Further, we found only 1 continuous feature i.e. ‘Lot Frontage’ (linear feet of street connected to property) to contain 462 missing values. We imputed these using the mean Lot Frontage of houses in the neighborhood in which the missing value house fell into. Once missingness was taken care of, we split the features up into various groups i.e. building characteristics, external/lot characteristics, sale type, neighborhood, time of sale (year and month sold). The building characteristics were further sub-classified as illustrated below in Table 1.
As part of EDA, we then studied how individual features correlated with response variable using several visualization tools such as scatter plots and histograms for continuous variables and box plots for categorical features (Figure 1).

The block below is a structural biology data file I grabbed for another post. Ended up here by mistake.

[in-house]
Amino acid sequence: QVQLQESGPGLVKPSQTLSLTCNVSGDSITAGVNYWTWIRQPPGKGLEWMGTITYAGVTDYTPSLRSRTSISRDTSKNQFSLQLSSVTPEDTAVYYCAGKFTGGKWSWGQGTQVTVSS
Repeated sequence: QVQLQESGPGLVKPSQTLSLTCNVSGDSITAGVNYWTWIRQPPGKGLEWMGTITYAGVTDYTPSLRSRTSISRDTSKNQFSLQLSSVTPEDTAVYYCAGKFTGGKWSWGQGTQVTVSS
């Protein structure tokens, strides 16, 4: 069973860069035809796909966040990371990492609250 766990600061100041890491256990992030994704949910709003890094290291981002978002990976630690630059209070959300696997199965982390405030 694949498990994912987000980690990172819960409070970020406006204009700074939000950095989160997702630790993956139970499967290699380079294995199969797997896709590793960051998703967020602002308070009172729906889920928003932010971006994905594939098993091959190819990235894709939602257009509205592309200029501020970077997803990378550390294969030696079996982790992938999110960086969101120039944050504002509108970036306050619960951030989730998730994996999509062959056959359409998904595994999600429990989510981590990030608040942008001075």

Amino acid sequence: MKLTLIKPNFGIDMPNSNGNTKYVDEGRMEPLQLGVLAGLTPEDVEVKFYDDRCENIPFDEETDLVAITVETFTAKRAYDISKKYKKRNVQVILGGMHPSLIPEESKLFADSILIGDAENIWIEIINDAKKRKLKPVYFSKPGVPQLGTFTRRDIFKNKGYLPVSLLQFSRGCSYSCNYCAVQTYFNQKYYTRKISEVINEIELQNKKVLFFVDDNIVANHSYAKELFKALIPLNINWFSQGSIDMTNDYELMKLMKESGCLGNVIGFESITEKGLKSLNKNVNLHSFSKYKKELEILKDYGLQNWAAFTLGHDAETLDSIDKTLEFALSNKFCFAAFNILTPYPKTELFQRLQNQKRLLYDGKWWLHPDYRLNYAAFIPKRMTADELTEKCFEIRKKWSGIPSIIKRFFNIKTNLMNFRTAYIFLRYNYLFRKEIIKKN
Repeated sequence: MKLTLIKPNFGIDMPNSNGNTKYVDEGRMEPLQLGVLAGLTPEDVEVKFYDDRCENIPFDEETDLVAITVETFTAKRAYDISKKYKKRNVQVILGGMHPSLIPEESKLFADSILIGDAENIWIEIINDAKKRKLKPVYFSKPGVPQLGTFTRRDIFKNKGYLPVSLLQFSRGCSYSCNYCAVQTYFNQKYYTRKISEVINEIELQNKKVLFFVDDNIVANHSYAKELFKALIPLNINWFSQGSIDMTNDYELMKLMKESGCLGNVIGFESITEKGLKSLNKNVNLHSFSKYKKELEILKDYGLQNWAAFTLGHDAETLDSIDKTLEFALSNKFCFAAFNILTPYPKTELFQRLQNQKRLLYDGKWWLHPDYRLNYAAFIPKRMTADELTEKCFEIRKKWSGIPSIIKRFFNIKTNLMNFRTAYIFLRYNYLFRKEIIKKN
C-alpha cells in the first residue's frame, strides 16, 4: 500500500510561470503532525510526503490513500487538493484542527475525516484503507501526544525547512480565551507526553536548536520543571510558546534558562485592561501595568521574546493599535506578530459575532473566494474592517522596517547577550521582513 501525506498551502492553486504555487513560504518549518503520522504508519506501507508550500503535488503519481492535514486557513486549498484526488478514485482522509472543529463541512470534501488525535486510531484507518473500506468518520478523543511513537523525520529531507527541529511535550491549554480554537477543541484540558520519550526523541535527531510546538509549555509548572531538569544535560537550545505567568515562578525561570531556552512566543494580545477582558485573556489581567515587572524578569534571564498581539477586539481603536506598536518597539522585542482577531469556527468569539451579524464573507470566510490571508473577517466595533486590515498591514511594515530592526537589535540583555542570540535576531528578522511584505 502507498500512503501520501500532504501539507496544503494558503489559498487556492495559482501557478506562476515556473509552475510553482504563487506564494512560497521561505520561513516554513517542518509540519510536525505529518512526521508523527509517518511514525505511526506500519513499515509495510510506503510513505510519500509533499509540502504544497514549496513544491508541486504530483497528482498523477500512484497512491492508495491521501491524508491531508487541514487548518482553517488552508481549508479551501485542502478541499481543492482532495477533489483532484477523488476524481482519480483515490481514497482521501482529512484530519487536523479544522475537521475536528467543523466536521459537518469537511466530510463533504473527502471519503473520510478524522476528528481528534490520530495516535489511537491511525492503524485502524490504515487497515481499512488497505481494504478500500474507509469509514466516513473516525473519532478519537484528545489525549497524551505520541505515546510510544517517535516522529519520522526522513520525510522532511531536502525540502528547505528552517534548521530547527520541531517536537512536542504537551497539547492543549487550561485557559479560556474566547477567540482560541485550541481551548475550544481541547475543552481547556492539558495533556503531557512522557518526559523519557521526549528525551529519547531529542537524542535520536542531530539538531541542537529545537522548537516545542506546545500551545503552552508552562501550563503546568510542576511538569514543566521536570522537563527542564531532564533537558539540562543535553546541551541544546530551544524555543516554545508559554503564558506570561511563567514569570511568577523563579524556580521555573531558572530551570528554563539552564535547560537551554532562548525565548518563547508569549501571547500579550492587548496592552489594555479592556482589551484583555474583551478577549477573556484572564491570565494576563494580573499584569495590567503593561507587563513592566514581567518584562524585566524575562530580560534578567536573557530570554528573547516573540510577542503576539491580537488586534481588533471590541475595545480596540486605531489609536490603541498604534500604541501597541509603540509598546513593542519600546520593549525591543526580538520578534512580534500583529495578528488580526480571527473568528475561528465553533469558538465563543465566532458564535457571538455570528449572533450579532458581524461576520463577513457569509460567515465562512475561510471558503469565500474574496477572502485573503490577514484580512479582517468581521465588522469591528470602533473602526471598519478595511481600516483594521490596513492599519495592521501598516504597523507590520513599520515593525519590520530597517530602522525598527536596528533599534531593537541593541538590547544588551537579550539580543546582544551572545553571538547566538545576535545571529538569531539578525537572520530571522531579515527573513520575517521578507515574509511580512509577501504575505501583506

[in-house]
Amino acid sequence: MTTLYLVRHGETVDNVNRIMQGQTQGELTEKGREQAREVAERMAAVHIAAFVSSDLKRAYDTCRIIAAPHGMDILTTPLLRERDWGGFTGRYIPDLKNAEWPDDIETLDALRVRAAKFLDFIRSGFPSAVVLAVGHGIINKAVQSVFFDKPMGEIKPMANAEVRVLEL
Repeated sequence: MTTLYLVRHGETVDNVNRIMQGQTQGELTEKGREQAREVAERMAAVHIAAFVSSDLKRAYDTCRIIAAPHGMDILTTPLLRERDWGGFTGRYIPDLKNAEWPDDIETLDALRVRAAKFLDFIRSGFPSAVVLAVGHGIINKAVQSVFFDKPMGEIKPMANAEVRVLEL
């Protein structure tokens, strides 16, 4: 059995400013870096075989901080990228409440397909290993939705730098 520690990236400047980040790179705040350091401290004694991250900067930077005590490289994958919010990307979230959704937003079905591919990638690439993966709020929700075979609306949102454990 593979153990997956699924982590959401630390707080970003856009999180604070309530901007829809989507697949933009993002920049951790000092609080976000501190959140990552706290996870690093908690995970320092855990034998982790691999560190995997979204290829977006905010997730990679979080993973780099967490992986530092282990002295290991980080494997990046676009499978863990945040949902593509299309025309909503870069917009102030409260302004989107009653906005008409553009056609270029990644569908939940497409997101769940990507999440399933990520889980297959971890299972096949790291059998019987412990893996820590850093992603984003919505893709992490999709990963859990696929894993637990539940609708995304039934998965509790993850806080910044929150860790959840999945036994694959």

Based on univariate data analysis and visualizations, we chose 40 features to fit linear and random forest models. First, we dummified all the qualitative features, which stretched the dimensionality of our feature space from 40 to 138 and also resulted in heightened multicollinearity.
In order to obviate the encountered issues, we took a step back and started again by fitting a linear model with all 78 features. Using Variance Inflation Factor (VIF), we tested for multicollinearity and dropped 3 features that had VIF >5. Then, we looked to see if continuous variables in our dataset satisfied the assumption of normality. Most of them, including the response variable i.e. Sale Price, were not found to be normally distributed. Therefore, we performed “logarithmic” and “square root” transformations of these as deemed necessary. Next, we performed a stepwise “both” feature selection procedure using BIC as the criterion. Here, we started either with just an intercept term or a model that included all transformed continuous variables, as well as qualitative features, and then sequentially added or removed the predictor variables, depending on which ones had the greatest/smallest impact on the model. Through this process, we shortlisted a set of 27 features, which we moved forward with for linear models.
Multiple Linear Regression